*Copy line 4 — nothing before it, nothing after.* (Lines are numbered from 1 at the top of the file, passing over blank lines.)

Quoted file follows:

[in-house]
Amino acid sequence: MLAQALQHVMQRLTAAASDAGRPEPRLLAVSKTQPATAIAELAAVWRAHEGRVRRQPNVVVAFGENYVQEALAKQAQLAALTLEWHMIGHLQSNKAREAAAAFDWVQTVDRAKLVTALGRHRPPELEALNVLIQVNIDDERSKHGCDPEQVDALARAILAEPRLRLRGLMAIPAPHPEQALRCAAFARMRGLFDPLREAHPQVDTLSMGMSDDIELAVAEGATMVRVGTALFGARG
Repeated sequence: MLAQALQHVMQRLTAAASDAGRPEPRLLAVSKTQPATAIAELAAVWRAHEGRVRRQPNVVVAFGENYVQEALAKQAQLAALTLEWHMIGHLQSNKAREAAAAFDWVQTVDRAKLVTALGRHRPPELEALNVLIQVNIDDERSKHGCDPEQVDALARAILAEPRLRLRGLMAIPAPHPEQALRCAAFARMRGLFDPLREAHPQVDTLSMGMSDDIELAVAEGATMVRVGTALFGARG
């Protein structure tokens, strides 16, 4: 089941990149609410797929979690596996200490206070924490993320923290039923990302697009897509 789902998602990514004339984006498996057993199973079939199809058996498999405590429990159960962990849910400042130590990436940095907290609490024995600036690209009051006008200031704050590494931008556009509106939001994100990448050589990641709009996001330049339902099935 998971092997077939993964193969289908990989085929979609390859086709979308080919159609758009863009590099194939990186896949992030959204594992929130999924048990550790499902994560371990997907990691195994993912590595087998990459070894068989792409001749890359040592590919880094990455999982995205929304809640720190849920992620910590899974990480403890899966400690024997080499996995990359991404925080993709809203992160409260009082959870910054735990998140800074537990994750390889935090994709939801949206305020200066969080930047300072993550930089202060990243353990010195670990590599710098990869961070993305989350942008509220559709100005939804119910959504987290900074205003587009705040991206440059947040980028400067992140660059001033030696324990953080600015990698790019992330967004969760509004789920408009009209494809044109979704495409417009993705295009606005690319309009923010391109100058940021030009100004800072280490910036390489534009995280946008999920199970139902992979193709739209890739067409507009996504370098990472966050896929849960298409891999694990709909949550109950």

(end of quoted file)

């Protein structure tokens, strides 16, 4: 089941990149609410797929979690596996200490206070924490993320923290039923990302697009897509 789902998602990514004339984006498996057993199973079939199809058996498999405590429990159960962990849910400042130590990436940095907290609490024995600036690209009051006008200031704050590494931008556009509106939001994100990448050589990641709009996001330049339902099935 998971092997077939993964193969289908990989085929979609390859086709979308080919159609758009863009590099194939990186896949992030959204594992929130999924048990550790499902994560371990997907990691195994993912590595087998990459070894068989792409001749890359040592590919880094990455999982995205929304809640720190849920992620910590899974990480403890899966400690024997080499996995990359991404925080993709809203992160409260009082959870910054735990998140800074537990994750390889935090994709939801949206305020200066969080930047300072993550930089202060990243353990010195670990590599710098990869961070993305989350942008509220559709100005939804119910959504987290900074205003587009705040991206440059947040980028400067992140660059001033030696324990953080600015990698790019992330967004969760509004789920408009009209494809044109979704495409417009993705295009606005690319309009923010391109100058940021030009100004800072280490910036390489534009995280946008999920199970139902992979193709739209890739067409507009996504370098990472966050896929849960298409891999694990709909949550109950």